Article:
12 There is no doubt about the existence of that principle. However, it is difficult to apply it to a rejection of evidence. After reviewing the relevant case law up to that date, in Television Capricornia Pty Ltd v Australian Broadcasting Tribunal (1986) 70 ALR 147 at 150, Wilcox J said that all of the cases of which he was aware, in which ‘no evidence’ was treated as a separate ground of invalidity, ‘were cases in which the power to make the relevant decision depended upon the prior establishment of a particular fact, it being held in those cases that there was no evidence of that fact’. We are unaware of any later case that departs from that pattern.

13 In his reasons for judgment, Driver FM said at para 18:

‘The evidence before the presiding member which led to the adverse findings on credibility was the applicant’s own account. The presiding member found the applicant’s account to be implausible and illogical. The presiding member did not require other evidence to support her rejection of the applicant’s evidence. She had to satisfy herself, or not, on the basis of the material put before her. It is up to an applicant to satisfy the decision maker that he or she faced persecution. If an applicant presents evidence and it is rationally rejected by the decision maker, the applicant can hardly complain that there was no evidence supporting the rejection. There plainly was evidence, being the evidence presented by the applicant himself. Provided that the presiding member approached the consideration of the applicant’s evidence in a rational and logical manner, which, in my view, she did, the applicant cannot found a judicial review application on a no evidence ground, or on the third limb of the rules of procedural fairness, if it exists in Australia.’

We agree with those observations.

14 During the course of oral argument, counsel was asked whether he asserted that the Tribunal’s conclusion was based upon any positive factual finding which was unsupported by evidence. In response, he referred to the passage in the Tribunal member’s reasons (para 8 above) in which she referred to the existence ‘throughout the country’ of interrogation and detention facilities. However, the Tribunal member’s belief in the existence of such facilities is supported by one of the ‘country reports’ considered by her, being a report on Human Rights Practices in Sri Lanka published by the United States Department of State on 4 March 2002. That report refers to visits to over 2,000 police stations and over 500 detention centres during the year under review, 2001. Given the size of Sri Lanka, it seems not inaccurate to speak of ‘police and military facilities throughout the country’.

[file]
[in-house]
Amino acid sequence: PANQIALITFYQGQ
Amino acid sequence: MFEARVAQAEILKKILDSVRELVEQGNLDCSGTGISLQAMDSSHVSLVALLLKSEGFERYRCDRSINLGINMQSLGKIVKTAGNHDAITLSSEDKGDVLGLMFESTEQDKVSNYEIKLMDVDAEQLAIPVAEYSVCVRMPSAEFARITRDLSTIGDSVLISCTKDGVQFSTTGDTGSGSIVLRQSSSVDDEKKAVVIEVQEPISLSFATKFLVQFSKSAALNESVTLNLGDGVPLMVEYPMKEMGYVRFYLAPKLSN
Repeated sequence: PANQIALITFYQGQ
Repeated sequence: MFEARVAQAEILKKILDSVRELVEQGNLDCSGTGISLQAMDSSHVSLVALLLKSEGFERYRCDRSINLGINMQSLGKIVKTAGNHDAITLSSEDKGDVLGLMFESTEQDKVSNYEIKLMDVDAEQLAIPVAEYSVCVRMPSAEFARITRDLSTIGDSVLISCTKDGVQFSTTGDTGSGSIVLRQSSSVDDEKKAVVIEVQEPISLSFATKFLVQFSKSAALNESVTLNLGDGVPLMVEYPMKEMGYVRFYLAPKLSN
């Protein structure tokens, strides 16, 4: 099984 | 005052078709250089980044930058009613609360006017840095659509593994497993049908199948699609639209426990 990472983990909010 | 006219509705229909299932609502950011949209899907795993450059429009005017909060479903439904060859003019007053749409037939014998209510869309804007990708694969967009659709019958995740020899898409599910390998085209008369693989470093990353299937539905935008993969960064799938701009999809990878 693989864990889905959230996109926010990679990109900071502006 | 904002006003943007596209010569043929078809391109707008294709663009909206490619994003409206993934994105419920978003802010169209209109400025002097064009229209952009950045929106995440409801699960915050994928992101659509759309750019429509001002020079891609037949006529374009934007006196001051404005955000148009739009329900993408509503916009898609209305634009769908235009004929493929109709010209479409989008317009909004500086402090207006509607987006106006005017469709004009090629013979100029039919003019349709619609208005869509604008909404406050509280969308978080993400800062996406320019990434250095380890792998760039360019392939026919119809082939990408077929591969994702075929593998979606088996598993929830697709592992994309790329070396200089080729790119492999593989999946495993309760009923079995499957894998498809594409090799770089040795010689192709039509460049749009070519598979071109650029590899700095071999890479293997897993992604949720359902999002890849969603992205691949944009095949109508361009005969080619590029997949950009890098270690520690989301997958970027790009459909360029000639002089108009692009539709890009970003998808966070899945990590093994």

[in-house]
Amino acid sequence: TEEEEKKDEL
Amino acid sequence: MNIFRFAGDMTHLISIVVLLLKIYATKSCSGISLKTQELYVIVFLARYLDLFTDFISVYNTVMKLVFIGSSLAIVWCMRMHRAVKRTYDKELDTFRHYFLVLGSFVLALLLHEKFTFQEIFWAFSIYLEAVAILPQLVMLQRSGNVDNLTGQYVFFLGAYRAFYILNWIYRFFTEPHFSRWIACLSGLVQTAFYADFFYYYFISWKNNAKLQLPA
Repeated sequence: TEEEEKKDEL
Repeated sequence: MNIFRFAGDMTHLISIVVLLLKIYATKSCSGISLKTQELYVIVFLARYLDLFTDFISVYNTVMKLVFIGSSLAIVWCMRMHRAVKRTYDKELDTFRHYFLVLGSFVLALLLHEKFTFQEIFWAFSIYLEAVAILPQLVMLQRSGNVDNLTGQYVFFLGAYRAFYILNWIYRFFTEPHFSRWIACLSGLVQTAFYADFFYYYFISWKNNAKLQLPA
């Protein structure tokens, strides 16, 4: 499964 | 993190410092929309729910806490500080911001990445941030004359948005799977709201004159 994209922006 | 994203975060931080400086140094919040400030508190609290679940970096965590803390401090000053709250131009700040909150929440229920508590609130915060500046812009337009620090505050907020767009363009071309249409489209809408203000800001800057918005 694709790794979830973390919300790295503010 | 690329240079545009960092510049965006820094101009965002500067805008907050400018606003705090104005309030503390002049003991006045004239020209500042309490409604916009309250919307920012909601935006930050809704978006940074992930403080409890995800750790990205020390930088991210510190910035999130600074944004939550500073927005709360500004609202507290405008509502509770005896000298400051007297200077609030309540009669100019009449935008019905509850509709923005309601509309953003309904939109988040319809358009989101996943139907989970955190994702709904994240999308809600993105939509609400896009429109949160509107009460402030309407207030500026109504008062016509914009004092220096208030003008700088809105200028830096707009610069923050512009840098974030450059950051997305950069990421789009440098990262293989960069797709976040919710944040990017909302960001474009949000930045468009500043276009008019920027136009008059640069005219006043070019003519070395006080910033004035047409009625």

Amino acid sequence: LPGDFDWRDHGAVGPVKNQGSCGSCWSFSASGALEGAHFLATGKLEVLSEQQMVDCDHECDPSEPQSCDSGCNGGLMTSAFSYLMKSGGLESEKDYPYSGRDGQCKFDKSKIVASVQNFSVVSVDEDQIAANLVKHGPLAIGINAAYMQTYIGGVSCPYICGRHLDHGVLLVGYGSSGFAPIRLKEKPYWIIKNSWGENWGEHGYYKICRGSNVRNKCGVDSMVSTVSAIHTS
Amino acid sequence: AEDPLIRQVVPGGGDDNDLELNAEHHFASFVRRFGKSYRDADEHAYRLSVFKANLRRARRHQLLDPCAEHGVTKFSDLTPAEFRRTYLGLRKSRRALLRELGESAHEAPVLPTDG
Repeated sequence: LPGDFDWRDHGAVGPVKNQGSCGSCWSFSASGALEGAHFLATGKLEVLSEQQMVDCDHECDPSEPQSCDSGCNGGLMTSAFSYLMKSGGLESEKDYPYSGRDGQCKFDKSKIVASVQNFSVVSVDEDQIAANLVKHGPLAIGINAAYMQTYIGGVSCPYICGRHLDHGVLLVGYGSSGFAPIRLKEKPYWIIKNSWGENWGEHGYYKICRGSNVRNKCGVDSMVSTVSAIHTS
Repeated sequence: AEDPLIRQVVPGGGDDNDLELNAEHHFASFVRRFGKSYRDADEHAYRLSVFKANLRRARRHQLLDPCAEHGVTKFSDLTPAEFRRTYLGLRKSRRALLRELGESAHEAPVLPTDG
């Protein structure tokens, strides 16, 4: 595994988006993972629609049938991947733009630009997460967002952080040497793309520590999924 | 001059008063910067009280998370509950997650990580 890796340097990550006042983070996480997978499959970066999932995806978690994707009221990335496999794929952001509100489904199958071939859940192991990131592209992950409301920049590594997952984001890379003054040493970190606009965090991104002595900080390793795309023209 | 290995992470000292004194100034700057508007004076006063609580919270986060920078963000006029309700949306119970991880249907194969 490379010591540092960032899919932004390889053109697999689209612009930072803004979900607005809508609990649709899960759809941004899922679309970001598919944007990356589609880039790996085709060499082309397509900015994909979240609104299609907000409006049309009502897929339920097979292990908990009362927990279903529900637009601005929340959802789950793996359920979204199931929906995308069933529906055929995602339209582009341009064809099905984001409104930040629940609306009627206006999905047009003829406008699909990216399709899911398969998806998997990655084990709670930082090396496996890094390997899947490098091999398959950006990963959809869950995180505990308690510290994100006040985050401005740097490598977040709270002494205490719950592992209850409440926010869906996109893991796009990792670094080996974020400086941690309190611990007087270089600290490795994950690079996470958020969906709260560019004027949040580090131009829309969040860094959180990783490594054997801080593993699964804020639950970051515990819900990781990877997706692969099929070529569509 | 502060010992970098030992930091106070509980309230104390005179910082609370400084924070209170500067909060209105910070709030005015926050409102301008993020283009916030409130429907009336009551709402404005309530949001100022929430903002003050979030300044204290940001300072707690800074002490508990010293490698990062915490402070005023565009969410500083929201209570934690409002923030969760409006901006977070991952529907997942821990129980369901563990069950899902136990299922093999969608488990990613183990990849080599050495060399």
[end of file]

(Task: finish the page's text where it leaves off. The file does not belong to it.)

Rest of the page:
15 Mr Ower argued that, even so, the Tribunal’s conclusion was perverse and irrational. He suggested that the existence of numerous interrogation and detention centres was not a reason for doubting the appellant’s claim that he was taken blindfolded to Colombo. A similar submission was made to Driver FM. In response, his Honour referred to a passage in the judgment of McHugh and Gummow JJ in Re Minister for Immigration and Multicultural Affairs; Ex parte Applicant S20/2002 [2003] HCA 30; 198 ALR 59 at [36]-[37], in which their Honours quoted something that had been said by Dixon CJ, Williams, Webb and Fullagar JJ in The Queen v Australian Stevedoring Industry Board; Ex parte Melbourne Stevedoring Co Pty Ltd (1953) 88 CLR 100 at 120. In the earlier case, their Honours stated that inadequacy of material is not in itself a ground for prohibition. However, they added: